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May 12, 2006


mark safranski

"the Pentagon discovered that this technology isn't applicable to the slum periphery, to the labyrinthine, unmapped, almost unknown parts of the city which lack hierarchies, lack centralized infrastructures, lack tall buildings. There's really quite an extraordinary military literature trying to address what the Pentagon sees as the most novel terrain of this century, which it now models in the slums of Karachi, Port au Prince, and Baghdad. A lot of this goes back to the experience of Mogadish"

Curtis LeMay would have disagreed. This situation depends critically on our political unwilingness to use total war methods.It is not like there weren't bad parts of London, Berlin or other European cities in WWII. We simply didn't care and firebombed Dreseden to ashes.

That being said, the point is valid so long as the political situation prevails and was part of Western history.French politics had been critically affected by the ability of slum dwellers to barricade their streets until Napoleon III flattened them and built broad avenues. Hitler too opened up the area aound the Reich chancellry to thwart revolution.

Remove the international media from an urban combat zone, cut or jam electronic communication links and a greater scope of force will be used in the future. Political attitudes at home may change in the aftermath of a catastrophic terror attack by Islamists. What was once intolerable to the American public might very well be demanded in way of retaliation against " them".


There's truth to what Mark states. If the US people ever get really pissed off by a large scale WMD terrorist attack (that's the imaginery line in the sand I think), then of course you can carpet bomb a city into oblivion.

However, I don't think you'll ever cut off the media access in a warzone in this day and age. Too many sources and capabilities to transmit information.

And like it or not, we are Goliath, so when we enter the third world slums, the moral level of warfare is very apprarent to me as being the critical battleground.

John Robb

Total war is dead guys. From here on out, everything is limited. When I eventually get this effing book out, you will be able to read my argument on the topic.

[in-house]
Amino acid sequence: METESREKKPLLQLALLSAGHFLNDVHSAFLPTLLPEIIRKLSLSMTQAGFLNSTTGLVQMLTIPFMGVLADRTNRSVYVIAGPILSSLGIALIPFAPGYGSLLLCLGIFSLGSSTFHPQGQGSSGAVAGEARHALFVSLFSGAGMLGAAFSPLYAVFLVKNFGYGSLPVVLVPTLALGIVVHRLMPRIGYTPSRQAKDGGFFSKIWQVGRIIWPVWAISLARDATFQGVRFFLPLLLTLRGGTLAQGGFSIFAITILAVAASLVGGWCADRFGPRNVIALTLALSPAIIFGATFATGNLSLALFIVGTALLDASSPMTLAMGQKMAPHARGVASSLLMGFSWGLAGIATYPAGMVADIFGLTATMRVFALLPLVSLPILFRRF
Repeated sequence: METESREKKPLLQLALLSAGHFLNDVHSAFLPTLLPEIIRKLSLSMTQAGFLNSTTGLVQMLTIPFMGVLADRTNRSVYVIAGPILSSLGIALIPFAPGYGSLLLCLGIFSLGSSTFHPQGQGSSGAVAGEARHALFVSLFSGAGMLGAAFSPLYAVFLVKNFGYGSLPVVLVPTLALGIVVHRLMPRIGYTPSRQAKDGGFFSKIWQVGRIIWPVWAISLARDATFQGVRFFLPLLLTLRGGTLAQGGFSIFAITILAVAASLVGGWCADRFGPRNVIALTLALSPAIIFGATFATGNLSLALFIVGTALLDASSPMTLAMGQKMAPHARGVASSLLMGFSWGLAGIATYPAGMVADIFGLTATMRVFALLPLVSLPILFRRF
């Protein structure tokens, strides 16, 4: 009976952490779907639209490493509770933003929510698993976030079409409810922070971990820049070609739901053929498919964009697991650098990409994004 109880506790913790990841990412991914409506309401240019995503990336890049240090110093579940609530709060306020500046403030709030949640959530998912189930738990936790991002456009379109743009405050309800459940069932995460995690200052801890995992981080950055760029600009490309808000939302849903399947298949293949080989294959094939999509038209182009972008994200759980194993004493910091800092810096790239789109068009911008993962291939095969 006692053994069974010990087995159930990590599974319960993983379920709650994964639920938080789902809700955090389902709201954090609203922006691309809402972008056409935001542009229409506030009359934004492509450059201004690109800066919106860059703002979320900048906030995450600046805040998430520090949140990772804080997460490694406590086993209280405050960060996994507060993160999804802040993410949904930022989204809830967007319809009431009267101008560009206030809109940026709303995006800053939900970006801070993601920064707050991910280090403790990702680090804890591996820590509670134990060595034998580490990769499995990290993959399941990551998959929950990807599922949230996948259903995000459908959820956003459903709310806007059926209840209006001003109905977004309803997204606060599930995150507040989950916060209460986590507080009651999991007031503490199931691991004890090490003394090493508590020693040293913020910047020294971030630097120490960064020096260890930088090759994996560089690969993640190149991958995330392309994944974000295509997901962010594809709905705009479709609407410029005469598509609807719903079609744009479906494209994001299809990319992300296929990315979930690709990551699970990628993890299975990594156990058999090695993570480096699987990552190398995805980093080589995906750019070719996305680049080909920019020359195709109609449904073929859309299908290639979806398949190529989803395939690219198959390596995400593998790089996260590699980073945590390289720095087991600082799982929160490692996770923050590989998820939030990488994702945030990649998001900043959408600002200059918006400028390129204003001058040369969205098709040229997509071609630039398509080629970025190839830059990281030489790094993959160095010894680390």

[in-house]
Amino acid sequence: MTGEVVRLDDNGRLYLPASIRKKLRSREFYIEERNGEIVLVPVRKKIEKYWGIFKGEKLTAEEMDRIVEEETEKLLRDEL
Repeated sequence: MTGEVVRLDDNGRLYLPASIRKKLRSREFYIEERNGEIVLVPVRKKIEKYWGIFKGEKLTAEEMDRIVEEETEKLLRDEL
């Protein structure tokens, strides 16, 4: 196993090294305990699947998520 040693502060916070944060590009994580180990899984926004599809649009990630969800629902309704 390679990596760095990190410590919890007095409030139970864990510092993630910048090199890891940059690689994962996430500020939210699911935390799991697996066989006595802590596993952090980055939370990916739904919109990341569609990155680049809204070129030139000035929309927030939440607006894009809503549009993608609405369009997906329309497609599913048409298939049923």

phil jones

Worth looking where the slums come from.


Mark, just as a matter of interest, if the US does go the total war (ie. mass killing civilians) route, will you still find that there's any moral difference between it and the terrorists?

If so, on wht grounds? Are you just going to try to argue that "we're better because they started it".


Well yes, extended total war is dead.

The "spasm" were we nuke a city is total war, just with limited duration.

mark safranski

"Mark, just as a matter of interest, if the US does go the total war (ie. mass killing civilians) route, will you still find that there's any moral difference between it and the terrorists?"


I'm *not* advocating adopting total warfare tactics or finding them morally laudable, I'm saying that they could be resuurected if the political circumstances that currently prohibit them change.

And I'd agree with John that extended total war between major states is a thing of the past. I'm talking about temporary " spasms" ( a good term, Andy)

If I recall, William Lind suggested something similar, citing the Assad regime's devastation of Hama.


That's exactly where it came from, Mark.

You can only perform a "spasm" within 48 hours of a massive terrorist attack...after that you lose at the moral level.


USJFCOM is working to improve urban warfighting capabilities.

U.S. Joint Forces Command (USJFCOM) and its partners from 12 countries kicked off the latest event of a series of experiments here today to help improve the warfighters' ability to operate and control the urban environment and isolate the adversary.

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